February 14, 2015

Felt Wee Folk - Review and Giveaway!

Felt Wee Folk by Salley Mavor
CT Pubishing | Amazon
I have the honor today to review the fabulous new book by Salley Mavor - Felt Wee Folk: New Adventures! I received a PDF copy of the book to review for the blog, and I couldn't be any more pleased to do so! I recommend a visit to Salley's blog to have a look at her amazing creations.

If you were already a fan of Salley’s previous book Felt Wee Folk: Enchanting Projects, you will recognize some of the previous characters. Many more doll patterns have been added in this book as well as additional step-by-step guidance.

This is a fabulous book! The detailed photos are helpful and clear. Her clothing and doll patterns have a charmingly hand-drawn quality. I highly suggest using wool felt, just as Salley does - it makes a world of difference when it comes to cutting fine shapes and tiny decorative edges. Sharp scissors are also a must.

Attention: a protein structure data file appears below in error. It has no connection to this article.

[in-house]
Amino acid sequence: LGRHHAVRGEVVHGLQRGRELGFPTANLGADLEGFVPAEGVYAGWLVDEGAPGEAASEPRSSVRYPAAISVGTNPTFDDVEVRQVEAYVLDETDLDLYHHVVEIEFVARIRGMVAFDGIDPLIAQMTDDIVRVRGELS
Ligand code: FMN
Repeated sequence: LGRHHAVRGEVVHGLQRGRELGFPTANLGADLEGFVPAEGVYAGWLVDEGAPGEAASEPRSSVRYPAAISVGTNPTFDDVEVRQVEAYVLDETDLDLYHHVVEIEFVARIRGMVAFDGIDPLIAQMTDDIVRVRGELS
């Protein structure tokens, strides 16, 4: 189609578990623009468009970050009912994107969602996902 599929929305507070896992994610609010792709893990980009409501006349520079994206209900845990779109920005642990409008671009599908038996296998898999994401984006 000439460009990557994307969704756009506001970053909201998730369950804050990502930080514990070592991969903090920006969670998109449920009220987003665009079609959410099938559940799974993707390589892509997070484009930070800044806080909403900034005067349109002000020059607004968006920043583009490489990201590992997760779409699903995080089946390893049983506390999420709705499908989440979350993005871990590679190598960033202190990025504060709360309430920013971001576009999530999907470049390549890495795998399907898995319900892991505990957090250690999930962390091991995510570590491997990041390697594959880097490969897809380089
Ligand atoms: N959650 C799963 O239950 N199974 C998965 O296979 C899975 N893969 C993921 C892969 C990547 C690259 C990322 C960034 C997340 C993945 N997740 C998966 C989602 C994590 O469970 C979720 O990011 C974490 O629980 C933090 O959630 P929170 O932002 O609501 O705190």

More about the book - there are SO MANY patterns and ideas in this book - at 159 pages, there are 18 chapters of dolls and photos. Each chapter has a different doll theme - Blossom Fairies, a Dollhouse Family, Harvest Folk, Driftwood Clan, Woodland Folk, Royal Family, Nativity Scene, Winter Play, Hansel and Gretel, Sherwood Forest, Mary Had a Little Lamb, Nursery Rhymes, and Wedding Cake Toppers.

The wedding cake toppers are genius and sweet - how adorable would it be to create felt versions of a couple for their wedding cake or engagement party?


There are many sizes of dolls to make: 1 1/2 in., 2 in., 2 1/2 in., 3 in., 3 1/2 in., 4 in., 4 1/2 in. and "sturdy" versions of doll bodies that will take more bending and posing. There are also simpler projects for children, like a simple flower fairy and simple Wee Folk boy and girl doll - and these could be a great way to get started. Lastly, there's an adorable lamb pattern bedecked with oodles of French knots for the nursery rhyme scenes.